Pollak quotes the young woman in the audience of the RTÉ Frontline programme during last October’s presidential campaign who attacked Martin McGuinness: “As a young Irish person, I am curious as to why you have come down here to this country, with all your baggage, your history, your controversy? And how do you feel you can represent me, as a young Irish person, who knows nothing of the Troubles and who doesn’t want to know anything about it?”

First we must say that this is indeed a strong illustration of the division that exists between North and South of the border; all the stronger because of the happy ignorance that is displayed.  On the other hand this happy ignorance demonstrates that the division which she articulates is really an expression of the unity that she is so ignorant of.

Happy ignorance?  Well yes.  The young woman speaks of coming “down here to this country” which is actually the same country, while being a different state.  She mentions “all your baggage, your history, your controversy” without appearing to be aware that the State she lives in shares much of this baggage, history and controversy.  After all, is she not aware of the history that includes the War of Independence, the Civil War (mainly in the South) and baggage that includes Catholic Church domination of society that involved systematic and widespread abuse of thousands of women and children that still resonates today?  Is she not aware that ‘the troubles’ had its worst single episode of violence in the Southern State carried out partly by agents of the British State?  Happy in her ignorance because she herself declares she “knows nothing of the Troubles and . . . doesn’t want to know anything about it.”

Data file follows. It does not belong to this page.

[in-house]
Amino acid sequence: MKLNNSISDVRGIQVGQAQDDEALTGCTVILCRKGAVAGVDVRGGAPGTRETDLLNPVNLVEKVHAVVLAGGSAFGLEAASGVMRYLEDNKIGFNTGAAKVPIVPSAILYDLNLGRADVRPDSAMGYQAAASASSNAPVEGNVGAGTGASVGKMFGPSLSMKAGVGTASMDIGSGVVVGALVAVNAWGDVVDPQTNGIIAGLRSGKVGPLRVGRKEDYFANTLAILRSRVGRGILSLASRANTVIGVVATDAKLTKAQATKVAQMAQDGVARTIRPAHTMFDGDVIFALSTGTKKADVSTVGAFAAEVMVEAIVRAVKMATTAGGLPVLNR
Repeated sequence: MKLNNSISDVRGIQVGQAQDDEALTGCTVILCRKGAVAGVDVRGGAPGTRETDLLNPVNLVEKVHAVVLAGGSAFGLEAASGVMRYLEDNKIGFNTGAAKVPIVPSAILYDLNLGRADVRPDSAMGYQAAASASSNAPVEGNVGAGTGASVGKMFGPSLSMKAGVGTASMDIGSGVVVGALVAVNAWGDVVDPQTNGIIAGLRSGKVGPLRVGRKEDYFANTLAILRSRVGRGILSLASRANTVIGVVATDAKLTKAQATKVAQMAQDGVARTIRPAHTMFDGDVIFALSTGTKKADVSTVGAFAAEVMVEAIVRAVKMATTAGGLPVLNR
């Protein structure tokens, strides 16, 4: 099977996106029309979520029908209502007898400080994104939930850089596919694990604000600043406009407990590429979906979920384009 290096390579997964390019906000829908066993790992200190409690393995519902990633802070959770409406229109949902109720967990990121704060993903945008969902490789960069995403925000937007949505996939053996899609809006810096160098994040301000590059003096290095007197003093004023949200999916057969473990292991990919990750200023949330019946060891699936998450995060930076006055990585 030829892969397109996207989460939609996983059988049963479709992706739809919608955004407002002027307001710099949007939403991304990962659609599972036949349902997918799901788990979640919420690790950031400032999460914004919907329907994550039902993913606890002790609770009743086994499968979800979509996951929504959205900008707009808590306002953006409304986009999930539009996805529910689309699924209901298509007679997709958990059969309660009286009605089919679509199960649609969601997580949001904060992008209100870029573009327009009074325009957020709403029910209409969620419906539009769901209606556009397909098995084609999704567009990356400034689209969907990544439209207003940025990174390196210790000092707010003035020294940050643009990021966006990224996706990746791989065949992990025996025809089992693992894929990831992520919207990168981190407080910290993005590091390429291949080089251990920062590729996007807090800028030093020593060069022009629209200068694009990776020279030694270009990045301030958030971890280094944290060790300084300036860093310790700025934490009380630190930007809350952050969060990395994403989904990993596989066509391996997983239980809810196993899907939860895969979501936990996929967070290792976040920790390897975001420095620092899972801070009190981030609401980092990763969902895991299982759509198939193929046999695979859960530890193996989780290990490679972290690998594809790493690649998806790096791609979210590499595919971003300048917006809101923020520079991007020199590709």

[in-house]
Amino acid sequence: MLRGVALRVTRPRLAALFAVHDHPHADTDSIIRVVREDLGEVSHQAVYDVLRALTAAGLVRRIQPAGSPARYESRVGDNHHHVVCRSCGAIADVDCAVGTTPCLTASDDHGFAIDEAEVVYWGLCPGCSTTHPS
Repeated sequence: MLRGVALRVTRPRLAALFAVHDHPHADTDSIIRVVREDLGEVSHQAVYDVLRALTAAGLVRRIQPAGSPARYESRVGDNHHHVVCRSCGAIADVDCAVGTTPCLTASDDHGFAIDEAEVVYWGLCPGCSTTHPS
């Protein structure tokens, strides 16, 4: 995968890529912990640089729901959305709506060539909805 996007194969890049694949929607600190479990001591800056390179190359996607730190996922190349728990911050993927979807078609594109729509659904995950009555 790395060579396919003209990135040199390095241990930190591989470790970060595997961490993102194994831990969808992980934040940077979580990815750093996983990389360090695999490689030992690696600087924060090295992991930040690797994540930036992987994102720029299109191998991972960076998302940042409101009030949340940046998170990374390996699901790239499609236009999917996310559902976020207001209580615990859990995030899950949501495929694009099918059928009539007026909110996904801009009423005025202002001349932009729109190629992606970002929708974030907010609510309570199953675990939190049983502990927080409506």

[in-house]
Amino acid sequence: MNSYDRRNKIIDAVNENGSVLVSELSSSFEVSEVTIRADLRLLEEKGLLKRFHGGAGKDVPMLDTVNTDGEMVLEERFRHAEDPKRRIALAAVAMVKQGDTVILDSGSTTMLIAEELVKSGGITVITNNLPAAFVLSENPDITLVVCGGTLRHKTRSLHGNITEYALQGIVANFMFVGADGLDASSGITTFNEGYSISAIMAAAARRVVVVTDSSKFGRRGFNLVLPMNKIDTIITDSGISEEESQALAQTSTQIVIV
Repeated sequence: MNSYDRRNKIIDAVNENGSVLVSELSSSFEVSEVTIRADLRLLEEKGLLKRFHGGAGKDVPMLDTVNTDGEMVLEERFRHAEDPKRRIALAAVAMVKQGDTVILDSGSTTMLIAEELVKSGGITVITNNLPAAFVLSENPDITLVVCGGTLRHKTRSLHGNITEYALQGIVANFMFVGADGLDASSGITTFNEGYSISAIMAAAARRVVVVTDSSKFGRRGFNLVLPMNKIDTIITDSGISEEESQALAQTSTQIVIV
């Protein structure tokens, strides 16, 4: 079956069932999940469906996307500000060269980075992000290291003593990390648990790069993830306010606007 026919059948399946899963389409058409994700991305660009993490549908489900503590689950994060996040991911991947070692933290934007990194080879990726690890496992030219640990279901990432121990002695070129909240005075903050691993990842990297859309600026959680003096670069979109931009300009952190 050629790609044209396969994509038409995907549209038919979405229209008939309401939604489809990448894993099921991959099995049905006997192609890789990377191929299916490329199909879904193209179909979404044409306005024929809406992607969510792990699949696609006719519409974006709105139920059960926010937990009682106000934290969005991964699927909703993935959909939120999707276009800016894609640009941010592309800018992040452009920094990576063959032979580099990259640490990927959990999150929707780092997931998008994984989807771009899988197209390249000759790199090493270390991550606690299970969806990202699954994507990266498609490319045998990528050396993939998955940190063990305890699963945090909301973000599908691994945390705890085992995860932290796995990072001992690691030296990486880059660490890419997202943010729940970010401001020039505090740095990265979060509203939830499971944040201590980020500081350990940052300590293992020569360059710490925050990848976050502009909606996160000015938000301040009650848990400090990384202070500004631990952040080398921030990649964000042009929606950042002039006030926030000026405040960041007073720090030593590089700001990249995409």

The disconnect between this young woman’s understanding and real history is perhaps an example of the invention of nations that don’t exist, or sometimes later do come into existence.

Pollak says that “opinion polls over the past decade or so show that a bare majority of people in the Republic now say they want a united Ireland: for example, in the 1999-2000 European Values Survey, just 54 per cent of people favoured unity.”  He quotes one University College Dublin student as saying: “Neither of us want Northern Ireland: neither us nor the UK government. I’d say if you asked the majority of Irish people – yes, nationalists, out of a sense of allegiance, might say they wanted a united Ireland – but it’s really far more trouble than it’s worth.  I mean, to integrate Northern Ireland into this State – why would you be bothered? The status quo satisfies everyone.”

Let’s take this statement bit by bit as well. The UK state doesn’t want Northern Ireland?  A very common opinion but one that is impossible to square with the experience of the British State spending billions of pounds and engaging in a long counter-insurgency campaign in order precisely to keep hold of the Northern State.  We will not go into the reason why here but let us recall that Britain left previous parts of empire extremely reluctantly.  Why hasn’t it left this bit if it actually wants to in this case?

So “yes, nationalists, out of a sense of allegiance, might say they wanted a united Ireland – but it’s really far more trouble than it’s worth.”  What trouble might this be?  Well we know that just as partition was imposed on the Irish side of the Treaty negotiations on the basis of the threat of immediate and terrible war so we know that partition today must be unquestioned because of the perceived threat of loyalist violence.  A loyalist violence that the last thirty years have shown the British State is quite happy to support and sponsor.

Uniting Ireland? “Why would you be bothered? The status quo satisfies everyone.”  This is the decisive question.  Let’s start from the end and go to the start – “the status quo satisfies everyone.”  This is the status quo that includes the literal bankruptcy of the Irish State and its admitted loss of sovereignty over its economic affairs.  The more or less complete loss of respect and legitimacy of fundamental pillars of the Southern State – politicians, Catholic Church and crucial State institutions.  Yet  “the status quo satisfies everyone!!?”